Arbitration clause in a release is upheld in Mississippi, but only because it was “fair”Posted: September 29, 2014
Larger issue is should you use arbitration and if you should, when?
Plaintiff: Mississippi, United States Court of Appeals for the Fifth Circuit
Defendant: Virginia College L.L.C.; Education Corporation of America; Willis-Stein and Partners
Plaintiff Claims: negligence, conversion, embezzlement, and unjust enrichment
Defendant Defenses: Mandatory arbitration as found in the release which was part of the enrolment agreement
Holding: for the defendant
The facts of this case are unknown. What is known is the plaintiff enrolled in the defendant college. To enroll she had to sign an Enrollment and Tuition Agreement. The Enrollment and Tuition Agreement (Enrollment form) had a mandatory arbitration clause.
Arbitration is a cross between mediation and a trial. Arbitration is usually done by a member of the American Arbitration Association or by a neutral party picked by both sides. Arbitration is a lot cheaper and faster than going to trial. In many states, an arbitrator cannot award all the types of damages that a jury or judge could. Arbitrators rarely award as much money in damages as a jury does.
Arbitration is supported by state law, which limits damages, compels arbitration and encourages and forces parties to an arbitration clause to arbitrate.
In this case, the plaintiff objected the required arbitration required in the contract. That arbitration was required by the trial court, and the plaintiff appealed to the United States Court of Appeals for the Fifth Circuit. The Fifth circuit court upheld the mandatory arbitration.
Summary of the case
The discussion in this case is fairly simple. The plaintiff was unhappy about how the defendant school had retained portions of the federal financial aid she had received. She sued claiming the arbitration clause was void because it was unconscionable.
Under Mississippi law unconscionability:
…is proven by oppressive contract terms such that there is a one-sided agreement whereby one party is deprived of all the benefits of the agreement or left without a remedy for another party’s nonperformance or breach.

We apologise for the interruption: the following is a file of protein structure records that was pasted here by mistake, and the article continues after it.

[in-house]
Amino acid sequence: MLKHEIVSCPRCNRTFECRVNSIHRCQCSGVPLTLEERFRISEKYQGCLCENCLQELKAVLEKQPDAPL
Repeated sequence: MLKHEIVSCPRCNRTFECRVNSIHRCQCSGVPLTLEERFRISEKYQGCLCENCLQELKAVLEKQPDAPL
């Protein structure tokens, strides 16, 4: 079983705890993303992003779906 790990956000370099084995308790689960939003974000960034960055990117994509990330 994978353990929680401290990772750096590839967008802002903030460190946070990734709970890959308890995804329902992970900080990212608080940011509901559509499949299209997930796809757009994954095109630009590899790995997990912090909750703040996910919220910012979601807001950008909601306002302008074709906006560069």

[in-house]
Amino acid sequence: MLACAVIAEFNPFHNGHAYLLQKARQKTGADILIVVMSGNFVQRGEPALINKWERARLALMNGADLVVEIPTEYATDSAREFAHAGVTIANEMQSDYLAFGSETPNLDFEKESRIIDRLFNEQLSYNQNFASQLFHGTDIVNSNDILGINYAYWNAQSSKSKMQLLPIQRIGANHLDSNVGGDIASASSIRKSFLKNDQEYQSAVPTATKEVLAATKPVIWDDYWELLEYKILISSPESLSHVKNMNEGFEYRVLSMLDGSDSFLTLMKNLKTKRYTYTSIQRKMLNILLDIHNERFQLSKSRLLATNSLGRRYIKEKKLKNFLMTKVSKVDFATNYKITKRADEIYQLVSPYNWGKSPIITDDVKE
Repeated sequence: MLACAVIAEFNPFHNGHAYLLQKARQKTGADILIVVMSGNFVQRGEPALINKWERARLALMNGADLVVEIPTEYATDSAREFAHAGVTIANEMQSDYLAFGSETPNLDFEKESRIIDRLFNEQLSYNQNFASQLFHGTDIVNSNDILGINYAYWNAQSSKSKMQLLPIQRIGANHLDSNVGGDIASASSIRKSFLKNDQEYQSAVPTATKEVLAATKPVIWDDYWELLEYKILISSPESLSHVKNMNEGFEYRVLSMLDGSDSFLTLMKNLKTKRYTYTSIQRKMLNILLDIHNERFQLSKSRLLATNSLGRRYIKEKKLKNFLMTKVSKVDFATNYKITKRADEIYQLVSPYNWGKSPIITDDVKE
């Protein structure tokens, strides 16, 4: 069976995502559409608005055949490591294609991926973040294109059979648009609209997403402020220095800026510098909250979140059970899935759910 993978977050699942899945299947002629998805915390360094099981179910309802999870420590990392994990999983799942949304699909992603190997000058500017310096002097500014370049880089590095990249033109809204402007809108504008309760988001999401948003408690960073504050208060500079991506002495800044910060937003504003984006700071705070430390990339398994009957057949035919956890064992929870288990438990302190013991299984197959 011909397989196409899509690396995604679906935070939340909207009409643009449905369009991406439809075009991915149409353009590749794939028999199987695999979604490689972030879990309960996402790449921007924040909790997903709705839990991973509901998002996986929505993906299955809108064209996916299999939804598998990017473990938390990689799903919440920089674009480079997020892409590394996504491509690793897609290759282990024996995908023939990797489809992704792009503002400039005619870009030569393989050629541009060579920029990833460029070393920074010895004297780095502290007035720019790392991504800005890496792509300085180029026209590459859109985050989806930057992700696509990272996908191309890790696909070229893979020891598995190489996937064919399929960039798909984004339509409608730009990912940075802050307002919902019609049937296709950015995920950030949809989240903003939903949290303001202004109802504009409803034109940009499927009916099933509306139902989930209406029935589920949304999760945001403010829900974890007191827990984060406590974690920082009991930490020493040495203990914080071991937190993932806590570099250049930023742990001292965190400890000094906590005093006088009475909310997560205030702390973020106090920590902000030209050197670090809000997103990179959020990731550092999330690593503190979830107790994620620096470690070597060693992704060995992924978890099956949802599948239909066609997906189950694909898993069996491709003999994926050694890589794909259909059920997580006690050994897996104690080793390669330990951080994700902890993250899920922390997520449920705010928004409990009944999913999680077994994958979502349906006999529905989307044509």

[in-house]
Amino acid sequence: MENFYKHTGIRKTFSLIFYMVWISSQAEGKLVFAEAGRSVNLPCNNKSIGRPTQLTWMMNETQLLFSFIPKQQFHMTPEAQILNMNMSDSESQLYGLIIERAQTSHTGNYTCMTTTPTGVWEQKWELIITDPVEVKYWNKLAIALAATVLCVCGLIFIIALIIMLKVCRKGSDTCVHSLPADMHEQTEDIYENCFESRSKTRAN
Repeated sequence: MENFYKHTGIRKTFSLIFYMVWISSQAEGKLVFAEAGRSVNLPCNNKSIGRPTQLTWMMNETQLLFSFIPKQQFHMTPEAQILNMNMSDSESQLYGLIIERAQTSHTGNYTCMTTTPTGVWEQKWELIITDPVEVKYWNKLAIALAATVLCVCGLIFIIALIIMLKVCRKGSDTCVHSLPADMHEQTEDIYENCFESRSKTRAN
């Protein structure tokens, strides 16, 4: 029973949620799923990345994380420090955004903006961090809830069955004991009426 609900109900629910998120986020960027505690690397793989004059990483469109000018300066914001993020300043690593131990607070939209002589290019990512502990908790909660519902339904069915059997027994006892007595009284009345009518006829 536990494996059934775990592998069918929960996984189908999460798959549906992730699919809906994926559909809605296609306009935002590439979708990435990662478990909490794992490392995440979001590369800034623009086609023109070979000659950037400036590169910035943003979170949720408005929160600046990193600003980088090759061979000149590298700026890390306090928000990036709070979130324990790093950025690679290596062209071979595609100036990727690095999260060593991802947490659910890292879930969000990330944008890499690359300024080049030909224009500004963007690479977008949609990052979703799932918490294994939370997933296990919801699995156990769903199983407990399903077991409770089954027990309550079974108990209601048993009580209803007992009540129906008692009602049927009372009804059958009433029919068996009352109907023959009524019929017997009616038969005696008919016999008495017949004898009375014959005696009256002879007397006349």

The plaintiff argued that the enrollment agreement was unconscionable because it limited damages, had a jurisdiction and venue clause and awarded the defendant attorney fees if it won its case. To overcome some of the issues, the defendant in its written argument to the appellate court considered the attorney fee’s clause stating the clause allowed any winning party to recover its attorney fees.
Consequently, the arbitration clause was not found to be unconscionable in this situation applying Mississippi law.
So Now What?
The real issue to look at in this case is, should you use arbitration if you run an outdoor recreation business or program and if so when.
Probably, if you are an outdoor recreation activity in a state that supports the use of a release, and you have a well-written release, then no, do not require arbitration. The reason is simple; arbitration does not allow motions for summary judgment, which is a quick and final ending to the litigation.
Arbitration will allow the parties to go to arbitration and allow the plaintiff to have their day in court. Usually, a motion for summary judgment is faster, simpler and cheaper.
The only places I would consider arbitration in an outdoor recreation business setting would be those states that do not allow the use of a release, if those states support mandatory arbitration. At the time of the writing of this article, those states are: Louisiana, Montana, and Virginia (although Virginia attorneys continuously tell me lower courts uphold releases?).
Possibly Alaska, Hawaii, New York, Arizona, New Mexico, and West Virginia for some activities were the state legislature or the courts have held that releases are not valid for those activities. However, in all of those states, you must investigate the statute and make sure arbitration works the way you need as well as limits the damages that can be awarded by an arbitrator.
Arbitration is not a cover up for having a bad release. If your release is bad, an arbitration clause is not going to provide any greater protection. Besides if you have a bad release, you probably have a bad arbitration clause also.
Of note, is the court looked at the over-all fairness of the agreement and the arbitration clause. Without a finding of fundamental fairness, the court might have voided the arbitration clause. In
For an article on failed arbitration see: Complicated serious of cases created to defend against a mountaineering death.
What do you think? Leave a comment.
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By Recreation Law Recemail@example.comJames H. Moss #Authorrank
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